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Paulson will not serve in next administration

/ Source: contributor

Amid speculation that Treasury Secretary Henry Paulson would remain in his post to help the next president deal with the housing crisis, Paulson announced that he will not stay on during an interview on “Meet The Press” Sunday.

“I am very focused on getting everything done I can get done between now and January 19,” Paulson told moderator Tom Brokaw in Beijing. “I look forward to doing other things next year.”

Paulson told Brokaw that he thought it would take “well beyond” this year to work though the nation’s housing problems, and that they were at the heart of “our economic problems as a nation.” However, he does not plan on using his new authority to add capital into mortgage companies Freddie Mac and Fannie Mae, who are responsible for funding about 70 percent of mortgages in the United States.

Last month, Congress and Paulson worked on a plan to help the companies, which includes giving the Treasury the ability to buy their shares.

This week Freddie Mac announced a $821 million lost in the last quarter and Fannie Mae posted a $2.3 billion loss. Instead of inserting money to the companies, Paulson emphasized the need for regulation of the companies, which are government backed, but traded publicly.

"On the one hand they have a responsibility to shareholders, on the other they are a government sponsored entity and they haven’t had a regulator with the necessary powers,” Paulson said. “We can take some satisfaction in the fact that we now have a regulator that is going to begin to deal with these systemic issues.”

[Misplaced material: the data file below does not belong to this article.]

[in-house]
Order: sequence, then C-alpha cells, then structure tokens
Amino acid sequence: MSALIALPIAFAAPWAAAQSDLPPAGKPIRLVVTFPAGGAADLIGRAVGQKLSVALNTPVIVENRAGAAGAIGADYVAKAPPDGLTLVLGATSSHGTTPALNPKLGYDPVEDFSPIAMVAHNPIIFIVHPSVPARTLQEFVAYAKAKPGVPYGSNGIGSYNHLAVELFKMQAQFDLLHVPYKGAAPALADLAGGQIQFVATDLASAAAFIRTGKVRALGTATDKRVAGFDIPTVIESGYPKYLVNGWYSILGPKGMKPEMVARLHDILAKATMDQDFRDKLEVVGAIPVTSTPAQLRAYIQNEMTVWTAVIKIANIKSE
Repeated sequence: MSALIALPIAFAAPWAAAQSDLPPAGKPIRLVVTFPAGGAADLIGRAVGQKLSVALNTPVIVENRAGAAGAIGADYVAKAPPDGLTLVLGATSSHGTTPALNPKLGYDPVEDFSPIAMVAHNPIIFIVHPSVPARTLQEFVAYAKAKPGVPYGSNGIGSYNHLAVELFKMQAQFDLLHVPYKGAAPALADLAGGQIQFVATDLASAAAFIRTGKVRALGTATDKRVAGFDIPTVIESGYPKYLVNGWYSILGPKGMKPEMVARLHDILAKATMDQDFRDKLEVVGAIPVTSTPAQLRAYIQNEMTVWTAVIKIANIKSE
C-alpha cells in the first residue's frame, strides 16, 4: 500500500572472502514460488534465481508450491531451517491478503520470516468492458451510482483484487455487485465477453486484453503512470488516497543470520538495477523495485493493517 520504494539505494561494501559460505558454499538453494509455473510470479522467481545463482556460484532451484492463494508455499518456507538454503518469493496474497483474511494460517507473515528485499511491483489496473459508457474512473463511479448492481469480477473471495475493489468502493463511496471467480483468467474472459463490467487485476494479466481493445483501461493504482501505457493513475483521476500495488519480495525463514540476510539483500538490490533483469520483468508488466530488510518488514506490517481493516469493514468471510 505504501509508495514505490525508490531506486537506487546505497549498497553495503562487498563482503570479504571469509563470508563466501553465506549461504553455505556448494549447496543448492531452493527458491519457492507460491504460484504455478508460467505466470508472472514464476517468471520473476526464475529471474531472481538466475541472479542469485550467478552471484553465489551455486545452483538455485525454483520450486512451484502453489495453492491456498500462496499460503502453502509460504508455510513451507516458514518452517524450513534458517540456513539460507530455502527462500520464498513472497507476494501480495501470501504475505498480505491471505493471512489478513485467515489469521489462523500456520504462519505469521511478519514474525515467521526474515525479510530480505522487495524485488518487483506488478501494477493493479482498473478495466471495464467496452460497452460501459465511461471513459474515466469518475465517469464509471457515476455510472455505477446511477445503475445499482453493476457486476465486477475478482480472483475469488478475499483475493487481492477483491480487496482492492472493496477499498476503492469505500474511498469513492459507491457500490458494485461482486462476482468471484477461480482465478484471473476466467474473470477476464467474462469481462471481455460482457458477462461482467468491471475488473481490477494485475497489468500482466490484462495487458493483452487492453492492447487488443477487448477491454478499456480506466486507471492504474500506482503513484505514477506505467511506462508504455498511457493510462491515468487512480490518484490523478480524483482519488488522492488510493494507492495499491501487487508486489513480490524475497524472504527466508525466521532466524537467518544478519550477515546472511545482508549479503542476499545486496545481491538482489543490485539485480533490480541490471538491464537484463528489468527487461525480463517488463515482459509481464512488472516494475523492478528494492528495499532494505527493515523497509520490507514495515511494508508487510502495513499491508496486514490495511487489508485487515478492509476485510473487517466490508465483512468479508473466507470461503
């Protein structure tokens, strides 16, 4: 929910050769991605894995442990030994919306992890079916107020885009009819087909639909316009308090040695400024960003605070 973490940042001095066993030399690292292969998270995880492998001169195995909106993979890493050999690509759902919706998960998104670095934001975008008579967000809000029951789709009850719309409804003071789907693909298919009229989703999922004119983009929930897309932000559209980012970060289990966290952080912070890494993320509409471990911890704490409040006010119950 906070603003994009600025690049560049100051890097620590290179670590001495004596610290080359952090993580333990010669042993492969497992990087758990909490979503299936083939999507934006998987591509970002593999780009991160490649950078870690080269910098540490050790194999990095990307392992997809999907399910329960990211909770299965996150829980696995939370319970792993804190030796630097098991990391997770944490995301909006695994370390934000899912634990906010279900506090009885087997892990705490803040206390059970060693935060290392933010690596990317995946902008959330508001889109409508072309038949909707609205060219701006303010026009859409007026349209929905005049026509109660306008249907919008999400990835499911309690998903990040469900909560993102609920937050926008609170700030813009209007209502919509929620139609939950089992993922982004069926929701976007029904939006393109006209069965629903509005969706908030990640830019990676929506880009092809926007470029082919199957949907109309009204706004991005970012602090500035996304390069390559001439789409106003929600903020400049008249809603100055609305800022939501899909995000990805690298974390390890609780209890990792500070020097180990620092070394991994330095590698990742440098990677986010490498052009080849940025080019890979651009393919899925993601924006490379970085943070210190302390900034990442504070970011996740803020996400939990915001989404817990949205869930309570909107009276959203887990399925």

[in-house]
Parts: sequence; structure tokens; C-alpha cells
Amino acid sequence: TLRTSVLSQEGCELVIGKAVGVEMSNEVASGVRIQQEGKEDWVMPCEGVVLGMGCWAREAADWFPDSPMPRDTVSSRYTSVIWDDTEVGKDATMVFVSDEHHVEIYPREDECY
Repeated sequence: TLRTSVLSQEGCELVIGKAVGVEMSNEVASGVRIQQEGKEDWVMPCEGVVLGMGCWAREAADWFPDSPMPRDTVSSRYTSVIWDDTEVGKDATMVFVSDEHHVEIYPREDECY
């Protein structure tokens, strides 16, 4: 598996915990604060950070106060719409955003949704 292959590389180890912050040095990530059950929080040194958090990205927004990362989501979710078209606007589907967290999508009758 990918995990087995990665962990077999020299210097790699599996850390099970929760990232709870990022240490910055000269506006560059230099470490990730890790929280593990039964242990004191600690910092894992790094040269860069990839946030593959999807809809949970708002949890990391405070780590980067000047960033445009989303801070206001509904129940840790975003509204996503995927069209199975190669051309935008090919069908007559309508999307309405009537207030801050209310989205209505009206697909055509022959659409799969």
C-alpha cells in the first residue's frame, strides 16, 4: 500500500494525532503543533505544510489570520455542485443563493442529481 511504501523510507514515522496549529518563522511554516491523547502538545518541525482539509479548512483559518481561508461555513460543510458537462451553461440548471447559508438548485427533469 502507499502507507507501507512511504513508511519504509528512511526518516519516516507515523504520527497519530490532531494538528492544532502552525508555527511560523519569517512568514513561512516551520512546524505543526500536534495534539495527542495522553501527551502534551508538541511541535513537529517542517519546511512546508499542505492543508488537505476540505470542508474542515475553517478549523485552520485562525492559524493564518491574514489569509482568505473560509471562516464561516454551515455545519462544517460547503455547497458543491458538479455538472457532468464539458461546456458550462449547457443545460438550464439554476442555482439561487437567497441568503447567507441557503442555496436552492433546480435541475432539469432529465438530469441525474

Paulson said the goal is to be in a position where no companies are considered too big to fail.

As Paulson deals with the economic situation at home, he has also been serving as an advisor in the U.S-China strategic economic dialog. He recently told BusinessWeek that his Chinese counterpart, Vice-Premier Wang Qishan said to him, “We’ve been listening a lot to you and now we find out that our teacher has problems.” Paulson said he responded, “Learn from us and you can avoid some of the mistakes.”

Part of why Congressional support of the mortgage companies was so important, Paulson told Brokaw, was to maintain confidence of global investors — there is a $400 billion Chinese investment in Fannie Mae and Freddie Mac alone.

“We have our problems, but when we have them, we shine a light on them and move quickly to clean them up,” Paulson said. “I can’t think of any other nation that does that.”

Paulson appeared on “Meet the Press,” from China where he was on a family vacation to watch the Olympics. He’s visited the country more than 70 times, both as a public and private citizen, and has taken an interest in China’s energy and environmental issues.

Brokaw brought up that 750,000 Chinese die annually from the effects of pollution, and that the problem is expected to get worse as the country builds coal power plants at a rate of one per week.

“The world can’t solve environmental issues without the engagement of China,” Paulson said.

Likewise, increasing dialog with China will encourage the country to pursue a path of reform by expanding freedoms, he said.

“Those that think we need to contain or counter China’s economic growth or we should be concerned that they are going to overtake us are worried about the wrong thing,” Paulson said. “The best thing that could happen to the United States would have China continue to grow, continue to progress and continue to reform. The worst thing is China to seriously stumble.”